DEAR ABBY: I recently found out I am pregnant. I’m only 17 and scared I won’t be a good mother. I’m also anxious about giving birth. I’m due in three months, so I know time is going by fast.
My mother never taught me right from wrong, and having to raise a child at my age is really scary. I don’t want to give my baby up for adoption because I know God does things in mysterious ways. I feel like this is an obstacle he is putting me through to make me stronger in life. Can you give me some advice on how to be a good mother or guide me on how to give my child the necessities? — CONCERNED TEENAGE MOTHER
DEAR CONCERNED: You will be facing challenging circumstances. Consider talking to a social worker at the hospital where you will give birth for advice on how to get the necessities for your baby.
It is more important now than ever to complete your education by getting your high school diploma or a GED, so you will be able to better support the child. A trusted teacher or counselor at school may be able to guide you. If there are older, more experienced family members who are willing, they may be able to offer emotional and practical support. And, if possible, the baby’s father should be involved.
DEAR ABBY: I recently quit drinking because it was clearly becoming a problem for me. I was hiding alcohol, putting it in water bottles, drinking it like water, etc.
I struggle with anxiety, which makes AA not a viable option for me. I looked online and was able to find SMART Recovery. So far, it has been a valuable resource for me. I am sticking to the program and find the people online to be supportive and helpful.
My struggle is, because I had been drinking for so long, people judge me by my past. Even at home. How do I get to a point where people take me for who I am now and stop dwelling on the past? — SOBERING REALITY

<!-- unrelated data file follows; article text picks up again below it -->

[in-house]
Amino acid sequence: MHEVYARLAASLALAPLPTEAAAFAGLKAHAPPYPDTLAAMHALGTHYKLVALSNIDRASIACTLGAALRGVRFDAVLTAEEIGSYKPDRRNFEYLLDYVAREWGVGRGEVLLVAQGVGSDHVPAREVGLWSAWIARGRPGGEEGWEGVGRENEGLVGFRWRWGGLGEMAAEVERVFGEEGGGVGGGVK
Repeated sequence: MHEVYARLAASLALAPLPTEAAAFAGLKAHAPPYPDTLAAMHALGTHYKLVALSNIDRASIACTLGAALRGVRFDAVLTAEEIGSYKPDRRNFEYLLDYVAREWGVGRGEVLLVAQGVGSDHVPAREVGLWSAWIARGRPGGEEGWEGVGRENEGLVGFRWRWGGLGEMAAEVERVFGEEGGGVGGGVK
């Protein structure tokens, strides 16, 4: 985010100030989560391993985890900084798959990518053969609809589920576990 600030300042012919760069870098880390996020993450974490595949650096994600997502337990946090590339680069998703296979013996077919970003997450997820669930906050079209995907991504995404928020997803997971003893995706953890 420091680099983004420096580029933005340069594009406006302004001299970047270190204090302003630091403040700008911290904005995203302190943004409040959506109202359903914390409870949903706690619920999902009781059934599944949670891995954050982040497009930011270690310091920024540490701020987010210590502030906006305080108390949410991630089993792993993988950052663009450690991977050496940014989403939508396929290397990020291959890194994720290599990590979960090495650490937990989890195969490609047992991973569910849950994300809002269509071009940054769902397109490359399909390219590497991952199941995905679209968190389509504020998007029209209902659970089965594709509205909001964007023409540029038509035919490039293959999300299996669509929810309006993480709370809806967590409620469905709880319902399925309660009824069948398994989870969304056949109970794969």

DEAR SOBERING: I applaud you for recognizing you had a problem and doing something about it. You mentioned that you “recently” quit drinking. I wish you had mentioned how long ago because it may have something to do with how you are being treated now.
All you can do to change people’s perception of you is sincerely apologize and try to make amends to anyone you may have hurt or offended while you were under the influence. It may take time for them to trust that you are no longer the person you were, so be patient and continue to work on your sobriety. With time, you WILL be respected for the person you are now.
DEAR ABBY: Can you think of any way to tell social media friends that I am not interested in their political views? I respect everyone’s political beliefs, but I am very tired of politics, and there must be something else they can post. Should I “unfollow” these people until after the elections and hope for the best? I suspect I am not alone on this. Any help would be much appreciated! — “WAR” WEARY IN ARKANSAS
DEAR WEARY: These days it does seem like everyone’s a pundit, but you cannot dictate what others choose to post. Because the posts are not entertaining, I see nothing wrong with “hiding” their posts until the election season is over.
Dear Abby is written by Abigail Van Buren, also known as Jeanne Phillips, and was founded by her mother, Pauline Phillips. Contact Dear Abby at www.DearAbby.com or P.O. Box 69440, Los Angeles, CA 90069.
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